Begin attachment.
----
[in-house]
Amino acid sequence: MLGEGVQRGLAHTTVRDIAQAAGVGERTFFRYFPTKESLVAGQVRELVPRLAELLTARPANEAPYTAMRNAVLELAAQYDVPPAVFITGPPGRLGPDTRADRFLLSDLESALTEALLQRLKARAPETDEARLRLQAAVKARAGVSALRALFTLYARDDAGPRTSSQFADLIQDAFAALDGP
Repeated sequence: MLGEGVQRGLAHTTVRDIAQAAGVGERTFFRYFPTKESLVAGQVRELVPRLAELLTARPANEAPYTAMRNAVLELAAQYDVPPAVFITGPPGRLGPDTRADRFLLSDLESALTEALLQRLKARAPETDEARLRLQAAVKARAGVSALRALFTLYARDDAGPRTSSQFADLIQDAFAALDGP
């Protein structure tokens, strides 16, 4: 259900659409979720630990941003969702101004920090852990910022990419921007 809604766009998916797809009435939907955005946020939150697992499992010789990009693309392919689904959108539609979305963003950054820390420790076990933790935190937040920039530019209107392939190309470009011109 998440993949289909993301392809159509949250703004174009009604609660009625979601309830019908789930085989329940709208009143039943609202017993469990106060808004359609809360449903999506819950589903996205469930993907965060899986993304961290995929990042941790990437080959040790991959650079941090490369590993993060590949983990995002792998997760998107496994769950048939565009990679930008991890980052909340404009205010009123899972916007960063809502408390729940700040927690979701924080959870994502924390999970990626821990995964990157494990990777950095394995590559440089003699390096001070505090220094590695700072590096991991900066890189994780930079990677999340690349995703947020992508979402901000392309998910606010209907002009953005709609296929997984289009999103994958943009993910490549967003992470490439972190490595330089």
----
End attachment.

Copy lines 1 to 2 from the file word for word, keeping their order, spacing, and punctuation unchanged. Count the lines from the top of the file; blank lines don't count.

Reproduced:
[in-house]
Amino acid sequence: MLGEGVQRGLAHTTVRDIAQAAGVGERTFFRYFPTKESLVAGQVRELVPRLAELLTARPANEAPYTAMRNAVLELAAQYDVPPAVFITGPPGRLGPDTRADRFLLSDLESALTEALLQRLKARAPETDEARLRLQAAVKARAGVSALRALFTLYARDDAGPRTSSQFADLIQDAFAALDGP